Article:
Gene Luen Yang's Boxers and Saints is set against the Boxers Rebellion in 1890s China. In Boxers, Little Bao is so enamored by the kung fu strategies shown by a visitor that he secretly trains under him and becomes highly skilled. Around the same time, the winds bring plenty of news about how the foreign Christians in China are mercilessly killing several Chinese people. When things reach almost tragic proportions in his own village, he harnesses the power of a ritual to take on some heavenly power to crush the enemy. There begins the Boxer rebellion. After training several people, they head to the capital to slaughter the 'foreign devils'.
|A strip from Boxers|
Saints provides the other side of the picture. Four-girl, named thus because she was the unwanted fourth daughter born to her mother and never given a proper name, feels oppressed by her family. Eventually, she discovers Christianity and how much it has to offer her. Running away from her apathetic family, she relaxes in the safety and sense of belonging that Christianity provides her.
Little Bao and Four-girl cross paths twice - during the first time, Little Bao is convinced he will marry her. The second meeting, however, is marred by tragedy.
I have to step up here and give a shout-out along with several others who reviewed this book and say that this is an amazing work of graphic fiction. There are so many layers to each book and some very similar elements. Boxers and Saints can be read individually, but I think it's important to read them together because they sort of act as an accompaniment to each other. They provide the yin and the yang to a historical event that is complex and with no clear notion of who was right and who was wrong.
|Bao's and Vibiana's first encounter|
What makes these two books remarkable is how one-sided each is. Boxers will make you sympathetic with the Boxer rebellion cause while Saints will put you on the opposite fence. That is why reading both the books together is important. The Boxer rebellion was an anti-foreign, pro-nationalist movement that was born out of poor daily living conditions that may villagers had to endure. These people believed they were invincible and cannot be harmed by weapons. Yang takes this concept a step further when he portrays the Boxers, including Little Bao, as actually taking the persona of the gods who helped them in the fights. (I knew nothing about the Boxer rebellion before reading this book. The husband, who is usually my history Wiki, gave me a good background on the event and also about the Opium Wars that China went through.) The sketches where the characters transform into the gods give a very fantastical air to the book, and while that's true for this book, Yang really is trying to emphasize that the original villagers actually believed they were gods too when they went to fight.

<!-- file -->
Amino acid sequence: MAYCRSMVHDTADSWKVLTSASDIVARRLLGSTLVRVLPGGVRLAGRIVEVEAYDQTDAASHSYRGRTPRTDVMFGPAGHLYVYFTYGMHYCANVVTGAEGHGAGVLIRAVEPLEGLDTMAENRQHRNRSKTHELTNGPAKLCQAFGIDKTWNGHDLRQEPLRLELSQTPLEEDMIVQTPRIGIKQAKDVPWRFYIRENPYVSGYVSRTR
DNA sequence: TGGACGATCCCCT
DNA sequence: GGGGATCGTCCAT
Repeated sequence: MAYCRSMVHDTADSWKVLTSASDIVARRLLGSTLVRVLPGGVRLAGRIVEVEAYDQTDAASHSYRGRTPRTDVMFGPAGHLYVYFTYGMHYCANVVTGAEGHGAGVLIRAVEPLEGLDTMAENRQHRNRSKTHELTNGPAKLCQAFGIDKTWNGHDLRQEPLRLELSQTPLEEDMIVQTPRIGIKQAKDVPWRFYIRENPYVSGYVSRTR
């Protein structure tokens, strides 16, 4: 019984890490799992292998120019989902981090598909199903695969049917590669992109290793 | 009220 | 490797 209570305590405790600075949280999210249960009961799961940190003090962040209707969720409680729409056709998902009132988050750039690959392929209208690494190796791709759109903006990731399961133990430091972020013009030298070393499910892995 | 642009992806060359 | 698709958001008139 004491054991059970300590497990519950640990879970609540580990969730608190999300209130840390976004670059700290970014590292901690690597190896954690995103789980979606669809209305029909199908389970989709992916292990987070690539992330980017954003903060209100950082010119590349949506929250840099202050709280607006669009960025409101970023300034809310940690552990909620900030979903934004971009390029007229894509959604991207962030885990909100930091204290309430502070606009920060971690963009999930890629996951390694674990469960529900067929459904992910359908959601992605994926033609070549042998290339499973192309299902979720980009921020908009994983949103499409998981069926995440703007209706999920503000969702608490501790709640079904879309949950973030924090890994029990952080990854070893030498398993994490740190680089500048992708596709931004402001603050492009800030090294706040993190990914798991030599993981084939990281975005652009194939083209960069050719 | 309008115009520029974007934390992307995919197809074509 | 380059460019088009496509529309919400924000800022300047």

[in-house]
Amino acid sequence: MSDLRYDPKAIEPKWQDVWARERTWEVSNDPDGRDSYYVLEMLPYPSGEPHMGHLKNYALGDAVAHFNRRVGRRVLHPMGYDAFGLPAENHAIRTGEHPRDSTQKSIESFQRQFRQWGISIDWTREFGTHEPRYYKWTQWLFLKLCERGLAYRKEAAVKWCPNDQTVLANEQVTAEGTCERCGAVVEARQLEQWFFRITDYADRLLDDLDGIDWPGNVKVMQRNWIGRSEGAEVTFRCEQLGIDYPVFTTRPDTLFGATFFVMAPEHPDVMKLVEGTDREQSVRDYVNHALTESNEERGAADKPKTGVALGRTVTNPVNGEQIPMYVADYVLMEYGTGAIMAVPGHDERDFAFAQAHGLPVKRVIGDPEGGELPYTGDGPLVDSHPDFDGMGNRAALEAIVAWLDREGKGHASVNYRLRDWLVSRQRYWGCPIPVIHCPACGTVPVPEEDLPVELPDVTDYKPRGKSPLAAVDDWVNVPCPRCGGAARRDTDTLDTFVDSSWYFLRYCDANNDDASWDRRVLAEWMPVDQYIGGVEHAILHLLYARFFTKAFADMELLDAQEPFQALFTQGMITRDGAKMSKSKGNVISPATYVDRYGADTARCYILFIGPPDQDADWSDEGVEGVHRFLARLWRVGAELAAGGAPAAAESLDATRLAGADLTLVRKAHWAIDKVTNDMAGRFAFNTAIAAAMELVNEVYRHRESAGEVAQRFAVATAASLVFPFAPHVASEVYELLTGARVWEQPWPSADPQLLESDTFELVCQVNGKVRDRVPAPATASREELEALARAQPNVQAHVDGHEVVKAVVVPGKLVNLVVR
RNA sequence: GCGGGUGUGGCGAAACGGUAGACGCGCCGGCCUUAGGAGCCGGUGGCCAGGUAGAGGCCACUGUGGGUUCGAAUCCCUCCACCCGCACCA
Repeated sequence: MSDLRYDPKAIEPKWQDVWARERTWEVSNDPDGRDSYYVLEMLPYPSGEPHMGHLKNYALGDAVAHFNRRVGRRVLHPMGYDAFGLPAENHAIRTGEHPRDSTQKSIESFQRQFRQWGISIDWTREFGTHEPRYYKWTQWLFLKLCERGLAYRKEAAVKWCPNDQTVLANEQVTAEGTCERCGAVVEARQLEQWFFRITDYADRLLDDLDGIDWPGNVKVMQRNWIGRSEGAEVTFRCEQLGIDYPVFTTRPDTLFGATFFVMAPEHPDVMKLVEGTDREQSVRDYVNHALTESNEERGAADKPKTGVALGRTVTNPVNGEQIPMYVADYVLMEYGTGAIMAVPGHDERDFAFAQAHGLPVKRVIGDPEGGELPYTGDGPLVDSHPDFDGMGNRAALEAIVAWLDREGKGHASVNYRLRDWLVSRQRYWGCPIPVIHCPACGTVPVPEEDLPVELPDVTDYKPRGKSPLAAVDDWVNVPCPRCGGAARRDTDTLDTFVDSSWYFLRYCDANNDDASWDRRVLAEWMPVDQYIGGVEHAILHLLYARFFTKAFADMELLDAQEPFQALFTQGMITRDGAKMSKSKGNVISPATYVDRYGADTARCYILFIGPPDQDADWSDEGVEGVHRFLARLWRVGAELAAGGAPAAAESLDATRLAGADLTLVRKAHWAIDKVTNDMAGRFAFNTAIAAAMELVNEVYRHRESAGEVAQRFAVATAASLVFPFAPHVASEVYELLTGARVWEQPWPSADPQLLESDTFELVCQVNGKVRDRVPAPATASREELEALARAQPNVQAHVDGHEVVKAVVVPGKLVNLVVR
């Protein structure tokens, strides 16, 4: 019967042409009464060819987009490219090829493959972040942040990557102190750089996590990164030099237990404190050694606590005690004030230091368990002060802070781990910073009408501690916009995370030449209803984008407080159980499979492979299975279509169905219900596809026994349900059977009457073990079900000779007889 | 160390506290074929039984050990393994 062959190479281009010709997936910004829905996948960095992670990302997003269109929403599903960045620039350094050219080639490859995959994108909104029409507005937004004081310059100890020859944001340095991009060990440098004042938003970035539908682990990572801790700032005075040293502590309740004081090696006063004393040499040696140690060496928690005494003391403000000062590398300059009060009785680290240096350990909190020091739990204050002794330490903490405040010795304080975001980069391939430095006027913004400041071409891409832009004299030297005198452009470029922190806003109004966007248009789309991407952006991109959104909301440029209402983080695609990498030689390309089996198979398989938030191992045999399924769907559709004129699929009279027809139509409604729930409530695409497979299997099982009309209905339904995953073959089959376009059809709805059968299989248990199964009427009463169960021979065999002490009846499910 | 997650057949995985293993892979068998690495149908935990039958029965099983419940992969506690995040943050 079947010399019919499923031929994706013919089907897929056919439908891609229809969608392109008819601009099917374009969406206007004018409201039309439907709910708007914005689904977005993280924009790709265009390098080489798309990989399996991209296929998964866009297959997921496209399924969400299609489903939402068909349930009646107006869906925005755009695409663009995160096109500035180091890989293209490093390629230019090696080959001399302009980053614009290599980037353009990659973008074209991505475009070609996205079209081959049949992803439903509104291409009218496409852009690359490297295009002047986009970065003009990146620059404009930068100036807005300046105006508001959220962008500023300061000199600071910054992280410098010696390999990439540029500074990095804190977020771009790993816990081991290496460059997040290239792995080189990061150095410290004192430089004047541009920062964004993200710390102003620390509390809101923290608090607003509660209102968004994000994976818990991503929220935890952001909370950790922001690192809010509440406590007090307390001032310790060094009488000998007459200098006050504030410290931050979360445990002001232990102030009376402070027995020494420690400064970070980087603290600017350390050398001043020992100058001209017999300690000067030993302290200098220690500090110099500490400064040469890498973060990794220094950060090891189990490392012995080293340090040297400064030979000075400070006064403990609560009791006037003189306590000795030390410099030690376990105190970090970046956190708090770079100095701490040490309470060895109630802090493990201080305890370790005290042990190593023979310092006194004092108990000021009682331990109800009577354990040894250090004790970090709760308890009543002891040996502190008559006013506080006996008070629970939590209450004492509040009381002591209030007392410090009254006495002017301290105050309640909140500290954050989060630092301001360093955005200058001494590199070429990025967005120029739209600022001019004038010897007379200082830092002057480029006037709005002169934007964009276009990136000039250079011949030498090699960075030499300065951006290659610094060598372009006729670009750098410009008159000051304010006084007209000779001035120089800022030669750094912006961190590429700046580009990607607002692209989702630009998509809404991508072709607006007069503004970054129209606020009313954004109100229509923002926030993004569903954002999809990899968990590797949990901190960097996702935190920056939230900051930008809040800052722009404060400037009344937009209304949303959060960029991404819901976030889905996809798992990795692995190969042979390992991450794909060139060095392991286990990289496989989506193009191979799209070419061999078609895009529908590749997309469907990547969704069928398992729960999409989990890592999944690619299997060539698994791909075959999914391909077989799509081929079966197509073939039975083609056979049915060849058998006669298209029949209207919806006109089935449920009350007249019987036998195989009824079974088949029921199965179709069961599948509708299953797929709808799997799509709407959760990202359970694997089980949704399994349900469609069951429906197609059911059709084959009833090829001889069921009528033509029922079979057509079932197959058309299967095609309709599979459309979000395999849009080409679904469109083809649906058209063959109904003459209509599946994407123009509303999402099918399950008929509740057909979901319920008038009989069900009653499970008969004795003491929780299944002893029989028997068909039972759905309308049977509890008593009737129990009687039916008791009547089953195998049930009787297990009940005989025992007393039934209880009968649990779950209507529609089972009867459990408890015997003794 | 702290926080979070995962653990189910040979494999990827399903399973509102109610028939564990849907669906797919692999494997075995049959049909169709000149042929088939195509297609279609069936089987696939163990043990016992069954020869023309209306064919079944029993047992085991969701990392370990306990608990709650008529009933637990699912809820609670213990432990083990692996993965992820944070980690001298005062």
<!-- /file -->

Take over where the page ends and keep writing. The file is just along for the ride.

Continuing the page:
|A strip in Saints|
There are plenty of tortured scenes and upsetting choices made by the characters in the two books. Bao and Vibiana both share similarities. They both are motivated by someone from the past that they hold in high esteem - Bao by a long-dead Chinese king and Vibiana by Joan of Arc. They both are motivated by their unsatisfactory lifestyles. However, what one finds poisonous, the other takes as medicine. This is what makes Boxers and Saints really work - Yang manages to draw sympathies to each character without having to jeopardize the plot. He shows how there is right and wrong on both sides of the fences, just as it is with most wars, and it is never possible to look at this event and pinpoint who was to blame. While Boxers is more vivid, colorful, and passionate, Saints is more subtle, neutral and personal.
I am not new to Gene Luen Yang's work. I had previously read and loved his American Born Chinese, which also features a lot of magical realism. Generally, fantasy doesn't fascinate me much but Yang's illustrations never alienate you. There is plenty of depth and complexity to his pictures that they end up leaving you very thoughtful and engrossed.
I borrowed these books from the good old library.
Armchair reading in China